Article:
Estoppel is a doctrine whereby the court can prevent a party asserting or denying a fact (or a right in the case of proprietary estoppel), based on something that party has said or done in the past.

There are 3 main categories of estoppel.

Central to all forms of estoppel is the aim of preventing unconscionable conduct and the principle that ‘the law should not permit an unjust departure by a party from an assumption of fact which he has caused another party to adopt or accept for the purpose of their legal relations’ (Grundt v Great Boulder Proprietary Gold Mines Ltd (1938) 59 CLR 641 at 674).

Equitable estoppels

Promissory estoppel

Promissory estoppel, which is often confusingly referred to as equitable estoppel, prevents someone who makes a promise without contractual consideration from going back on the promise where it would inequitable to do so.

The test for promissory estoppel is that:

  1. A makes a clear or unequivocal promise or representation to B
  2. B relies on the promise or representation
  3. B alters his position, as a result of the reliance, in such a way that it would be inequitable for A to go back on the promise.

NB | It is sometimes said that a fourth requirement of detriment is required. Whilst detriment may be helpful in establishing the third test, it is not a formal requirement, and is probably a confusion with estoppel by representation.

The effect of promissory estoppel is to suspend rather than extinguish the promisor’s rights and it cannot create new rights. It is a defence and cannot be used as a cause of action. This is often described as the estoppel being a shield and not a sword.

Proprietary estoppel

Proprietary estoppel is solely concerned with property and can be used as the basis of a claim rather than just a defence, as is the case in promissory estoppel. In summary the test is:

  1. An owner of property makes or allows the claimant to believe that he has or will receive some right in property;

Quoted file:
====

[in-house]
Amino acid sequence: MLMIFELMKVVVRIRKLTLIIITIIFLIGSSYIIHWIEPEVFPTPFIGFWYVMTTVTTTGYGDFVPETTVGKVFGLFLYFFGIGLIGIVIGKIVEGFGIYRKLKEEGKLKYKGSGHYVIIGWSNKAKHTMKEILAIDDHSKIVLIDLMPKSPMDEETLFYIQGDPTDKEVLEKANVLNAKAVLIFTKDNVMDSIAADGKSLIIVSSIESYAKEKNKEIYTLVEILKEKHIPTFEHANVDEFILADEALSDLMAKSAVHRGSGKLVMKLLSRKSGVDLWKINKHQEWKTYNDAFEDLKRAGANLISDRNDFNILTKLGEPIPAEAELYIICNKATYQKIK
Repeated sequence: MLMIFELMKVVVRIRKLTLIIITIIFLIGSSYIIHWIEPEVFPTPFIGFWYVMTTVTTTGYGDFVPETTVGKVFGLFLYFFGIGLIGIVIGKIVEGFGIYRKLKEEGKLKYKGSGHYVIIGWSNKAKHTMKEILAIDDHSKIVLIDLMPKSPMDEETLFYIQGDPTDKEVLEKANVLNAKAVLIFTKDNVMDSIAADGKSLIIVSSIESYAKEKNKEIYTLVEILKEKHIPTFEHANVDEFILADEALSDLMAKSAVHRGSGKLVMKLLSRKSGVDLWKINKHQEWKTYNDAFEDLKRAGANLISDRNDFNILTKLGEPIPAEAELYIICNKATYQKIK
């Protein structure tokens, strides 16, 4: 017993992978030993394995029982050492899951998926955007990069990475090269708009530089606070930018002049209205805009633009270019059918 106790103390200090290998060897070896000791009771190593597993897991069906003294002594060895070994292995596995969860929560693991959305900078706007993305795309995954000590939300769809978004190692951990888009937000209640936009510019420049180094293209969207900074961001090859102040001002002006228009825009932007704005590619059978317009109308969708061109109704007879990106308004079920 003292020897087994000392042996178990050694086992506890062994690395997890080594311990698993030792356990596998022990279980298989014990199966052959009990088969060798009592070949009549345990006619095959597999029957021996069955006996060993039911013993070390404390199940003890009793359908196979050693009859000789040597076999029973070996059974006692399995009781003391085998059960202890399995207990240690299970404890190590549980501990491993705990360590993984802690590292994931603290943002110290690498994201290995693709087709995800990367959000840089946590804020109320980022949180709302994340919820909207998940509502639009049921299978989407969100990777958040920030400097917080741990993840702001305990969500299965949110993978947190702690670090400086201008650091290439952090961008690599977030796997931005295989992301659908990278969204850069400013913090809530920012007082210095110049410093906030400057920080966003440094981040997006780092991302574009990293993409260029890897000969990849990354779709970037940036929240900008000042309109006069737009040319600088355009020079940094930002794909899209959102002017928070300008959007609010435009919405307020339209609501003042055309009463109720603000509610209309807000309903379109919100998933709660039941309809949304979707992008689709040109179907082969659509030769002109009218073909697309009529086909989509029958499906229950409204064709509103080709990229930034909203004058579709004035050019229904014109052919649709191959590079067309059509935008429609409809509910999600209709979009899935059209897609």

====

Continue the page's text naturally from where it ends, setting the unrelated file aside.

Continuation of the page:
2. The claimant relies on this belief and, with the knowledge of the owner, acts on the belief to his detriment; and
  3. The owner acts in a way that is incompatible with the belief, and it would be unconscionable for the owner to assert or deny the right by acting in such a way.

Whilst the court has a very broad discretion on the appropriate remedy, it will do the bare minimum to preserve equity. Proprietary estoppel can thus be distinguished from a claim for a constructive trust as once the court has found a constructive trust is has no discretion as to the remedy.

The simplest way of understanding proprietary estoppel is to consider the farmers’ cases, where a farmer (A) promises B, who is usually a relative, that the farm will belong to B one day. Acting on that promise, B works on the farm for many years for little or no remuneration. In such a situation it would be unconscionable for A not to keep to the promise.

Proprietary estoppel has become increasingly important since the Law of Property Act (Miscellaneous Provisions) 1989 (“the Act”) was enacted. With very few exceptions, the Act requires all dispositions of land to be in writing and to contain all the terms. Proprietary estoppel allows the court to provide some relief where these formalities have not been fulfilled.

Until upheld by a court, a propriety estoppel is a mere equity as it is within the court’s discretion. However, section 185 of the Land Registration Act 2002 makes it clear that an equity arising by estoppel in relation to registered land can be protected by a notice on the register.

Common law estoppels

Estoppel by representation

Common law estoppel by representation arises where party A makes a statement of fact, which may include law, knowing that it will be acted upon or was false, and party B, relying on the representation, alters their position to their detriment. Party A can be precluded from denying the fact as he stated it to be. The representation does not need to be the only cause of the change of position.

It can be distinguished from promissory and proprietary estoppel as it relates to a representation about a present fact as opposed to what will happen in the future.

Estoppel by convention

Estoppel by convention arises where both parties to a transaction act on assumed states of fact or law, the assumption being either shared by both or made by one and acquiesced in by the other. The parties are then precluded from denying that assumption if it would be unjust or unconscionable.

Estoppel by deed

Estoppel by deed prevents a party to a deed from denying the truth of the deed or something contained in it.

Estoppel in pais

Estoppel in pais arises where a public act establishes a legal relationship, other than by deed. For instance where a tenant pays a landlord rent and the landlord accepts it, the tenant is precluded from denying the landlord’s title and the landlord from denying the tenancy.

Estoppel by record

Issue estoppel

Issue estoppel prevents a party from attempting to re-litigate an issue which has already been decided by a court. Attempting to re-litigate an issue is an abuse of process and can lead to the strike out of statements of case or parts of statements of case (Rule 3.4(2)(b) of the Civil Procedure Rules 1998 (“CPR”)).

Cause of action estoppel

Cause of action estoppel is distinguished from issue estoppel in that the whole cause of action, as opposed to a particular issue, has already been decided by a court. As with issue estoppel it can lead to the strike out of statements of case (CPR 3.4(2)(b)).